It is well settled that disciplinary sanctions imposed by prison authorities for infractions of prison regulations do not generally bar a subsequent criminal prosecution for the same conduct. People v. Jocelyn, 181 Ill. App. 3d 774, 778, 537 N.E.2d 1086, 1088, 130 Ill. Dec. 757 (1989); see Garrity v. Fiedler, 41 F.3d 1150, 1152 (7th Cir. 1994); United States v. Rising, 867 F.2d 1255, 1259 (10th Cir. 1989); Kerns v. Parratt, 672 F.2d 690, 691-92 (8th Cir. 1982); United States v. Stuckey, 441 F.2d 1104, 1105-06 (3d Cir. 1971).

However, defendant contends that several recent decisions addressing "punishment" for double jeopardy purposes have overturned this rule. To support his contention that prison disciplinary sanctions constitute punishment for double jeopardy purposes, defendant cites Halper, in which the United States Supreme Court held that a civil monetary penalty sufficiently disproportionate to the harm caused to the government constituted punishment for double jeopardy purposes. Halper, 490 U.S. at 449-50, 104 L. Ed. 2d at 502-03, 109 S. Ct. at 1902-03. Specifically, Halper held that a civil penalty is punishment if it "cannot fairly be said solely to serve a remedial purpose, but rather can only be explained as also serving either retributive or deterrent purposes." (Emphasis added.) Halper, 490 U.S. at 448, 104 L. Ed. 2d at 502, 109 S. Ct. at 1902; see also Austin v. United States, 509 U.S. 602, 621, 125 L. Ed. 2d 488, 505, 113 S. Ct. 2801, 2812 (1993). Defendant apparently contends that because his disciplinary sanctions also serve retributive or deterrent purposes, they constitute punishment. We disagree.

Halper is distinguishable because it involved a civil sanction rather than an administrative sanction arising from a prison disciplinary proceeding. Furthermore, Halper held that applying the double jeopardy bar to a typical civil sanction does not "prevent the Government from seeking and obtaining both the full civil penalty and the full range of statutorily authorized criminal penalties in the same proceeding." Halper, 490 U.S. at 450, 104 L. Ed. 2d at 503, 109 S. Ct. at 1903. In contrast, as a practical matter, applying the prohibition against double jeopardy to prison disciplinary proceedings would effectively compel the government to choose between remedial goals--instituting a disciplinary proceeding--and punitive goals--awaiting a criminal prosecution. United States v. Brown, 59 F.3d 102, 104 (9th Cir. 1995); see Newby, 11 F.3d at 1145. Requiring the government to make this choice cannot be what the double jeopardy clause intended.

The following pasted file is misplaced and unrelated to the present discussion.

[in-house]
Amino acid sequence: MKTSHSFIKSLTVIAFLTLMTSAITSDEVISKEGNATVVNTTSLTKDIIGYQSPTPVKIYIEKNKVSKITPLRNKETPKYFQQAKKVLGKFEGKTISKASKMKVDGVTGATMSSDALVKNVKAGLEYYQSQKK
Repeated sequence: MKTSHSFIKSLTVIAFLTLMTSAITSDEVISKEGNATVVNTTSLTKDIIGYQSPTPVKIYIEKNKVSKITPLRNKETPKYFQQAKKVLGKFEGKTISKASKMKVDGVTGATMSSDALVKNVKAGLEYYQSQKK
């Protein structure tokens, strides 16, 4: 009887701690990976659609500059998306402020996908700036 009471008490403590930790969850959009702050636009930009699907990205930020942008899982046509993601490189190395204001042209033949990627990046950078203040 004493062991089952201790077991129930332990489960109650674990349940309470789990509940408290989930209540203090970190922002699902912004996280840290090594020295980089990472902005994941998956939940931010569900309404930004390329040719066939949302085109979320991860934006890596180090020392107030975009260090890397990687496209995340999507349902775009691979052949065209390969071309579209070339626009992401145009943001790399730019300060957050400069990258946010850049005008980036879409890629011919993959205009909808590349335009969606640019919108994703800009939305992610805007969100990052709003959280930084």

The government possesses the important remedial interest of maintaining order and encouraging compliance with prison rules "where good order and discipline are paramount because of the concentration of convicted criminals." Newby, 11 F.3d at 1145. To facilitate those remedial goals, prison administrators must have the ability to discipline a prisoner who violates institutional regulations. Garrity, 41 F.3d at 1153. Combining a prison disciplinary proceeding with a criminal prosecution is not feasible because preparation for the latter typically takes much longer than for the former. If the proceedings were combined, the resulting situation would leave the prisoner who violated prison rules without a prompt resolution of the disciplinary charges, thereby hindering prison administration. Garrity, 41 F.3d at 1153. In addition, the two proceedings serve different goals: the prison disciplinary process determines whether the defendant has violated the conditions of his incarceration and is designed to maintain institutional security and order; the criminal prosecution is designed to punish the defendant for a violation of the State's criminal laws. Garrity, 41 F.3d at 1153.